Biologic drugs have contributed to the health of Canadians through their use as treatments in the management of various complex diseases and medical conditions. Unlike pharmaceutical drugs, biologic drugs are derived through the metabolic activity of living organisms and are variable and structurally complex. Biologics tend to be labile and sensitive to changes in manufacturing processes. Biological source materials, production cells, or their fermentation media can present risks, such as the presence of pathogens or the growth of adventitious agents such as viruses. Due to these risks, careful attention is paid to raw material controls, viral/bacterial inactivation or clearance during product purification, and product testing. Changes to source materials, manufacturing processes, equipment, or facilities can result in significant unexpected changes to the intermediate and/or final product.
The expiration of patents and/or data protection for some biologic drugs is creating opportunities for subsequent entry versions. The term biosimilar is used by Health Canada to describe a biologic drug that receives market authorization subsequent to a version previously authorized in Canada and with demonstrated similarity to a reference biologic drug. Demonstration of similarity enables the sponsor to rely partially on relevant information about the reference biologic drug and to seek authorization based on a reduced non-clinical and clinical data package tailored to a particular class of products or to a specific case. In order to clearly distinguish between the regulatory process and product characteristics for biosimilars and those for generic pharmaceutical drugs, the terms “biogeneric” or “generic biologic” are not used.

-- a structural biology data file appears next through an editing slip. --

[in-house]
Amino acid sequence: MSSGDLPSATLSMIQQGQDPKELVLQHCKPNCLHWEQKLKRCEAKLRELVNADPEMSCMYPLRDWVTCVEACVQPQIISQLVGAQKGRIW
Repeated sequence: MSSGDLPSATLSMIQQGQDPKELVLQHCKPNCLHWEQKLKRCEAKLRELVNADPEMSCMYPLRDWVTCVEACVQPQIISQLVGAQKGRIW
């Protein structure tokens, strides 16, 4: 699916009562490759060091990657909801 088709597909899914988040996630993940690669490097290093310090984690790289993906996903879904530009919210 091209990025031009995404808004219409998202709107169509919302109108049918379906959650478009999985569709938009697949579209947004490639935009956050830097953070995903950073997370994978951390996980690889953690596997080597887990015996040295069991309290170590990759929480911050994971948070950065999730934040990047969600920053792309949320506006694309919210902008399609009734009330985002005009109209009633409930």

The Biologics and Genetic Therapies Directorate (BGTD) within the Health Products and Food Branch of Health Canada is the regulator of biologic drugs for human use and provides regulatory oversight for biologics with its comprehensive reviews of biologic drug submissions covering quality, safety and efficacy.